Catcalls, at first sight, may pass like nothing more than petty annoyance. Which is why we tell our girls: ignore them, just keep walking. Stretch it further and you may even confuse them with compliments, though they are always too self-serving to pose as one. Compliments are meant to build others, and in the process, improve the relationship between the receiver and the giver. Catcalls could not care less. They exist only in the interests of their givers, a testament to their sexual desires or a vulgar instrument to pass the time. The worst thing is you can never predict if they will turn into something more dangerous – because they can, and they have.
So it is interesting that some of us suddenly become catcall apologists when the targets are the women in hijab.
“At least they receive the salaam,” a senior in my university once said to me. “Definitely better than the usual ‘Hey, sweetie!’”
But is it really better, I wonder?
If they honestly wished you peace, they would have left you alone
For women in hijab, a large chunk of the catcalls they receive inevitably invoke religious connotations. Just ask them how many times random strangers have shouted “As-salamu ‘alaykum” at them when all they wanted was to be left alone.
“Salaams are a form of prayers,” said another catcall apologist I know. “So when they shouted that, what they were actually doing was to pray that peace be upon you.”
But what’s lost from this argument is that intention matters. I am speaking as a woman who spent her entire teenage years and early adulthood – from age 11 to 20 – wearing the hijab in public full time. I am speaking as a woman who has heard an expression of goodwill from the religion she grew up in disrespectfully misused by someone for nearly a decade.
Seriously, if those men actually wanted me to have some peace, they could have just left me alone. They would not have shouted at me – no matter what it was that they shouted – or raised their voice when I pretended not to hear them. They would not have cackled and chortled and stared at me like I was some twee, funny-looking, well-dressed dog.
And now that some people suggested that these shouts are prayers, I am confused. Am I supposed to accept them now? Am I supposed to even be grateful for them?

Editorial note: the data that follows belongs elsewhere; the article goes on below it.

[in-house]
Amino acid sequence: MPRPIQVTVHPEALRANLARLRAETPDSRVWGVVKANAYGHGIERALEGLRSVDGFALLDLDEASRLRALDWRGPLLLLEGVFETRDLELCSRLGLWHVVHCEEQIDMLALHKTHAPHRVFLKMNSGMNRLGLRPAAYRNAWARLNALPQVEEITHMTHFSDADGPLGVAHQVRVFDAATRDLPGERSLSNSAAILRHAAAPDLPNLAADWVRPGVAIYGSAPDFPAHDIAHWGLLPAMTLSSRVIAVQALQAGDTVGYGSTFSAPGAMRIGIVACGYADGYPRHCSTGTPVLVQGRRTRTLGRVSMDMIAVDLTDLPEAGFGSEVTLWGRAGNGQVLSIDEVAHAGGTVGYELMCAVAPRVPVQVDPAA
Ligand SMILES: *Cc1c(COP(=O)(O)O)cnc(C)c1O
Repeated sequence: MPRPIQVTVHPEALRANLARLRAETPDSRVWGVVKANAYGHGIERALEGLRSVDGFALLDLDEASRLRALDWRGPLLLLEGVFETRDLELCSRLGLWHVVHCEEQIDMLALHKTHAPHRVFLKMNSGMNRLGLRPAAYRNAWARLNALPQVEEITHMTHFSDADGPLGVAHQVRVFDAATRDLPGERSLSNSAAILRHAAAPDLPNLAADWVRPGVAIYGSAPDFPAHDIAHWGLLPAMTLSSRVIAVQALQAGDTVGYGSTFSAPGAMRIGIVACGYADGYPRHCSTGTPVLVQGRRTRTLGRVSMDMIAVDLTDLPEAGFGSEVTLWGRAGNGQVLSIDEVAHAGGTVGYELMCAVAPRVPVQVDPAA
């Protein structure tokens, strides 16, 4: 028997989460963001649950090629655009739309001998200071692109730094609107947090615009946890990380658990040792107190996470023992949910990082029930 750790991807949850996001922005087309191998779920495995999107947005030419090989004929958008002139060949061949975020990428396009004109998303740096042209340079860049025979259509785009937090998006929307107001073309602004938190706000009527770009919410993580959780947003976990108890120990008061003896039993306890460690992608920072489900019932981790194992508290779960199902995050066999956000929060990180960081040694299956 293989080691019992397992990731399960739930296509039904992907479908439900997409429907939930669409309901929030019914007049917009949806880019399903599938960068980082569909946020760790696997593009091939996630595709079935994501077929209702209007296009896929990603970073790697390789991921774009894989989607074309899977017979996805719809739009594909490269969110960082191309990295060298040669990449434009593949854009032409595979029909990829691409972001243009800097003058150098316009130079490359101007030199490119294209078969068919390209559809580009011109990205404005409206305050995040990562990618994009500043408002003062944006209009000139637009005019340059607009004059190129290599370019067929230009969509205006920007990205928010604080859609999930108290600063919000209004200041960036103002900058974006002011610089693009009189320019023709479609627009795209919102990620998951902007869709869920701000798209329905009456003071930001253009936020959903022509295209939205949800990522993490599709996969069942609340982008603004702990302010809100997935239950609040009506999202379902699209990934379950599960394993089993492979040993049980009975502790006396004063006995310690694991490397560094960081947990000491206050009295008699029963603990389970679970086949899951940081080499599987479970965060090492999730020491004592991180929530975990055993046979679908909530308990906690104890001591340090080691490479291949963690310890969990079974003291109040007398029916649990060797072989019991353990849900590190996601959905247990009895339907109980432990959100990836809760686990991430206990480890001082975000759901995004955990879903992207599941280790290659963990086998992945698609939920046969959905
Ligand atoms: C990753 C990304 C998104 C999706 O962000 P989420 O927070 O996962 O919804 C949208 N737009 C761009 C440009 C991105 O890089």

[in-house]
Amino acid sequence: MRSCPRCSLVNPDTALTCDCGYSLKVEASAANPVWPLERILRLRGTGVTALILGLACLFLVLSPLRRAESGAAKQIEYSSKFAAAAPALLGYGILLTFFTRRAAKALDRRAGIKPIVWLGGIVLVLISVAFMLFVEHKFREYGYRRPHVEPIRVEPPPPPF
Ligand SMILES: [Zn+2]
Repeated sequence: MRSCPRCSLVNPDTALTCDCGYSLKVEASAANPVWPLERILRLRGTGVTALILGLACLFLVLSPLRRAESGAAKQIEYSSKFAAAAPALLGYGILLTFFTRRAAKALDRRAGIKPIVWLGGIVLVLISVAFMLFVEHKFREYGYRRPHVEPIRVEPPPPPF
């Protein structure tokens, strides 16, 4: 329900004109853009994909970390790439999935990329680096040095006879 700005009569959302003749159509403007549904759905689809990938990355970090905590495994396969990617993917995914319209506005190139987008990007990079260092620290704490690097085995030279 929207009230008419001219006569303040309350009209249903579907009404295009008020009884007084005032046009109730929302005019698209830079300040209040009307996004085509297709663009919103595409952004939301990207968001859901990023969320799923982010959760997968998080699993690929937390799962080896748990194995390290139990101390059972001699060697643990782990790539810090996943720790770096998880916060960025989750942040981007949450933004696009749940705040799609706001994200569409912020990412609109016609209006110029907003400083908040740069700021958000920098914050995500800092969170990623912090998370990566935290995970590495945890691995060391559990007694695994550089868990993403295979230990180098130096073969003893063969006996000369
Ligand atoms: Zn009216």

No catcalls should ever be rationalized, and no women should ever be told to accept them
One bad consequence of rationalizing catcalls is it discourages the targets to stand up for themselves. Now I know that to respond to your cat callers is risky, and even I do not always think it’s wise. But it can work, and when it does, it can make us feel really good. I truly wish more women would dare to do it.
After all, if we are to have some peace, we must be able to maintain a “room” of our own; a space respected by all men and women around us. And this space must be fought for.
We should not give catcallers a free pass just because they are shouting in Arabic. These people must know that invading personal space, whatever their means and methods are, is disrespectful and unacceptable.
Some of the boldest and smartest people I know are hijabis. We can stop telling them to pretend they are not disturbed, since they sure as hell can distinguish a well-intended salaam from mere catcalls. Stop asking them to look at a positive side that does not exist.
I long for the day when a walk in the park for women would be just that – a damn walk in the park. I would never have to worry about changing my routes to avoid a particular group of men. I would not have to think whether my clothes are too tight or “revealing” (ugh, really hate that word). I would not have to worry about anything, except probably the weather. So let’s make this happen by reminding ourselves that awful, stupid catcalls are just that – awful, stupid catcalls.
Aulia Rizda Kushardini (@AuliaKdini) is a student at Universitas Gadjah Mada, now desperately pushing for graduation. She is a Taylor Swift fan and one day hopes to marry her dog. On weekdays she edits Hipwee.com.